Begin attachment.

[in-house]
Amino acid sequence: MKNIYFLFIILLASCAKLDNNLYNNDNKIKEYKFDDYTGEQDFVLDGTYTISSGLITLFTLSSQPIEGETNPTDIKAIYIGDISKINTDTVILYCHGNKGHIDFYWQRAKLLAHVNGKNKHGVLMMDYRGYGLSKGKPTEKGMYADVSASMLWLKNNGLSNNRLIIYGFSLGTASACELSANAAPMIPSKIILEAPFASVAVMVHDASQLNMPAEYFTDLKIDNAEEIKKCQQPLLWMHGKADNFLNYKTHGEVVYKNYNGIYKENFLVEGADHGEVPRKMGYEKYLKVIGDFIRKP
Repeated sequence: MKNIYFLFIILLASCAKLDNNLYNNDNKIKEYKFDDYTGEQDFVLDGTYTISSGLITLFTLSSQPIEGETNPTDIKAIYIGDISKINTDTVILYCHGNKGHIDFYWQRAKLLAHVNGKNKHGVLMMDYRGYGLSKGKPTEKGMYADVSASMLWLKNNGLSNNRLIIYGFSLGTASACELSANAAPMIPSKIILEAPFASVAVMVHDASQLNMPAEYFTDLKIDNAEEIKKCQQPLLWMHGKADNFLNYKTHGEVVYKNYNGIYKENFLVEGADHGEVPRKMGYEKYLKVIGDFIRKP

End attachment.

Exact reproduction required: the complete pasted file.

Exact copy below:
[in-house]
Amino acid sequence: MKNIYFLFIILLASCAKLDNNLYNNDNKIKEYKFDDYTGEQDFVLDGTYTISSGLITLFTLSSQPIEGETNPTDIKAIYIGDISKINTDTVILYCHGNKGHIDFYWQRAKLLAHVNGKNKHGVLMMDYRGYGLSKGKPTEKGMYADVSASMLWLKNNGLSNNRLIIYGFSLGTASACELSANAAPMIPSKIILEAPFASVAVMVHDASQLNMPAEYFTDLKIDNAEEIKKCQQPLLWMHGKADNFLNYKTHGEVVYKNYNGIYKENFLVEGADHGEVPRKMGYEKYLKVIGDFIRKP
Repeated sequence: MKNIYFLFIILLASCAKLDNNLYNNDNKIKEYKFDDYTGEQDFVLDGTYTISSGLITLFTLSSQPIEGETNPTDIKAIYIGDISKINTDTVILYCHGNKGHIDFYWQRAKLLAHVNGKNKHGVLMMDYRGYGLSKGKPTEKGMYADVSASMLWLKNNGLSNNRLIIYGFSLGTASACELSANAAPMIPSKIILEAPFASVAVMVHDASQLNMPAEYFTDLKIDNAEEIKKCQQPLLWMHGKADNFLNYKTHGEVVYKNYNGIYKENFLVEGADHGEVPRKMGYEKYLKVIGDFIRKP